06 Sep Calm Your Body and Mind With Mandarin Orange Oil
What Is Mandarin Orange Oil?
Mandarin orange oil is derived from the fruit peel of mandarin orange (Citrus reticulata Blanco), which has been widely cultivated in many parts of Asia, including Japan, China, India, the East Indies and the Philippines. Depending on the variety, mandarin orange tree can grow up to 7 meters (about 23 feet) high. Surrounded with fragrant white blooms, mandarin orange fruit is usually slightly oblate in shape and has an orange to red-orange color when it ripens.1
Aside from the common mandarin, some of the most common varieties based are the king mandarin (Citrus nobilis), Mediterranean or willow leaf mandarin (Citrus deliciosa), and satsuma (Citrus unshiu).2
Uses of Mandarin Orange Oil
Similar to other fruits from the citrus family, mandarin has a long history of being used in many folk medicine traditions, including traditional Chinese medicine, as well as in Indian and European home remedies.3 It’s believed that the unripe fruit peel can treat a wide range of conditions, from hiccups, coughs, phlegm, chest pain4 and gastrointestinal disorders,5 to liver cirrhosis and swelling of the spleen.6
Loved for its sweet and tangy flavor and scent, mandarin orange oil is also a popular flavoring ingredient in the food and beverage industry, and as a scent in cosmetics and perfumes.
Composition of Mandarin Orange Oil
Mandarin orange oil contains a variety of chemicals that contribute to its beneficial effects. A study published in the Scientific World Journal also found that the ripening stage also has a significant effect on these chemicals. For mandarin orange oil, the predominant compounds are limonene (51.81 to 69 percent), 1,8-cineole (0.01 to 26.43 percent) and y-terpinene (2.53 to 14.06 percent).
Other beneficial components in the oil include alpha-thujone, alpha-pinene, beta-pinene, camphene, terpinolene, octanol, geranyl acetate, linalool, myrcene, nerol, sabinene and terpineol.7
Benefits of Mandarin Orange Oil
Mandarin orange oil offers an extensive array of well-documented health benefits. It may help:8
Ease muscular spasms
Alleviate digestive problems like flatulence and constipation
Promote detoxification and help relieve body congestion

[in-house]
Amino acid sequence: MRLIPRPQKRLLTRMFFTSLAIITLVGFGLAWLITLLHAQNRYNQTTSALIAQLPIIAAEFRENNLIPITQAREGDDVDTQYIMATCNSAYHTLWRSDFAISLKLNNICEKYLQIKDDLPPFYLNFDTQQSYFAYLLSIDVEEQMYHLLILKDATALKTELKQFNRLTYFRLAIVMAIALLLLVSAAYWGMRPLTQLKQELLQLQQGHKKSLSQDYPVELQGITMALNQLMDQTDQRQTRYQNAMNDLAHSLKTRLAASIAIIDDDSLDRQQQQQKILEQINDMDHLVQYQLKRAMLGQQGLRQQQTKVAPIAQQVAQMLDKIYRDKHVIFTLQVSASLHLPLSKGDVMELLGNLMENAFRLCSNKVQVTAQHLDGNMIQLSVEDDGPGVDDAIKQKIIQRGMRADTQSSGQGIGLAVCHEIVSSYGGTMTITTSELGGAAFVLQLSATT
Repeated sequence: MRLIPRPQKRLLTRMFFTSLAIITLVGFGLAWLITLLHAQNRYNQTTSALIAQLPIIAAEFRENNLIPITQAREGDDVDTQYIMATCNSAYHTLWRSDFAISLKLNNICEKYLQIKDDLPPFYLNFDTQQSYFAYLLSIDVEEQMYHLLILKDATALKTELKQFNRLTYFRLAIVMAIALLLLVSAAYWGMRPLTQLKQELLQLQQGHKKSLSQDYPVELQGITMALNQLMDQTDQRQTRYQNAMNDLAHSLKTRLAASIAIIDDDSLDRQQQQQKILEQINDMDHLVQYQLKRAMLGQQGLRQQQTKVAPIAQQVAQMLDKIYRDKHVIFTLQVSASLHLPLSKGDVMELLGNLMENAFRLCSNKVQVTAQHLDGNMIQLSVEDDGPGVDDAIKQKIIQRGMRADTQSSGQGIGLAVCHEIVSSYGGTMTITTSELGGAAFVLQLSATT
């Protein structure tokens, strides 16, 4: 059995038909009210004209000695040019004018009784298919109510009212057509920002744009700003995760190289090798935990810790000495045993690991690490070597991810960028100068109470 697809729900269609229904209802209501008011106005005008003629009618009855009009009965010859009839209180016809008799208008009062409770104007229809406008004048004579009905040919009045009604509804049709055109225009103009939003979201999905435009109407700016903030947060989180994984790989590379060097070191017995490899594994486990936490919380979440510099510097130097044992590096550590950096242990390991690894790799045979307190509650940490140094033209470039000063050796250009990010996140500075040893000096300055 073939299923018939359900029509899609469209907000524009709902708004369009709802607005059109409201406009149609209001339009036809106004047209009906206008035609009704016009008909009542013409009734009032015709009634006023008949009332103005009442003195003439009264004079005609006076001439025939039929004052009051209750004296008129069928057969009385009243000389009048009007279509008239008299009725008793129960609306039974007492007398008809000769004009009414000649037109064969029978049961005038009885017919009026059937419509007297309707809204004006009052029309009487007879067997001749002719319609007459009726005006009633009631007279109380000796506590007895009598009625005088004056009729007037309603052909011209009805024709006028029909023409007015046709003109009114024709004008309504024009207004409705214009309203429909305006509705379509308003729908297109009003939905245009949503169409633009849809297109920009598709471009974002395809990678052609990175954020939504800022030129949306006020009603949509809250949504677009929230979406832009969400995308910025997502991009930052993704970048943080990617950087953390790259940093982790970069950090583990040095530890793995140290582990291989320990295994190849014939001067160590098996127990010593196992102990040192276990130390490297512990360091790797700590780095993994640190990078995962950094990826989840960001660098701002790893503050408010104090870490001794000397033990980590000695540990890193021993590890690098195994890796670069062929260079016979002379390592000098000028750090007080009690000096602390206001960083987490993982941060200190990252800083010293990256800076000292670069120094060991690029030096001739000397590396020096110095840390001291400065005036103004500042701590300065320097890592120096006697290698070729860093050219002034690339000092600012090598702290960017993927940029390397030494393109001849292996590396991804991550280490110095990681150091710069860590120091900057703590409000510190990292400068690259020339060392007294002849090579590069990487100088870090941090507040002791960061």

Ease stress, anxiety, nervous exhaustion and overall fatigue
Curb stress-induced insomnia
Protect against cellulite formation
How to Make Mandarin Orange Oil
The time of harvesting ripe mandarin orange fruits depends on where the fruit is grown and what the cultivar is. For example, willow leaf mandarin oranges are harvested in early spring, while satsumas are ready to be picked in late fall up to early winter. Traditionally, the fruits are carefully harvested by hand, as they’re prone to bruising and damage. You can also use a good pair of hand pruners.9
The essential oil is then extracted through cold compression of the fresh peels of the fruit.10 Mandarin orange oil can either be golden yellow, green or red, and can have differing fragrance notes.11
How Does Mandarin Orange Oil Work?
Therapeutically, mandarin orange oil is used topically or added in bath oils. To boost its effectiveness, use other essential oils with similar benefits as a carrier oil. To freshen up your home, add a couple of drops of this sweet and fruity oil in a diffuser or into a pail of water that will be used for cleaning.
Is Mandarin Orange Oil Safe?
As with any essential oil, mandarin orange oil is generally safe when used properly. However, I highly recommend seeking expert medical advice before incorporating it into your health or treatment regimen, especially if you have any existing medical condition, or if you’re pregnant or breastfeeding.
Side Effects of Mandarin Orange Oil
There is varying literature regarding mandarin orange oil’s sensitizing or phototoxic effects.12 A good tip I can give you is to dilute it with milder carrier oils to lessen its negative effects, if any, and do not expose yourself under direct sunlight after use.
To avoid any unfortunate incidents, make it a habit to perform a skin patch test before using essential oils, or any new skincare product, topically. If irritation persists, discontinue use immediately and consult your doctor.
Source: Dr. Mercola Blog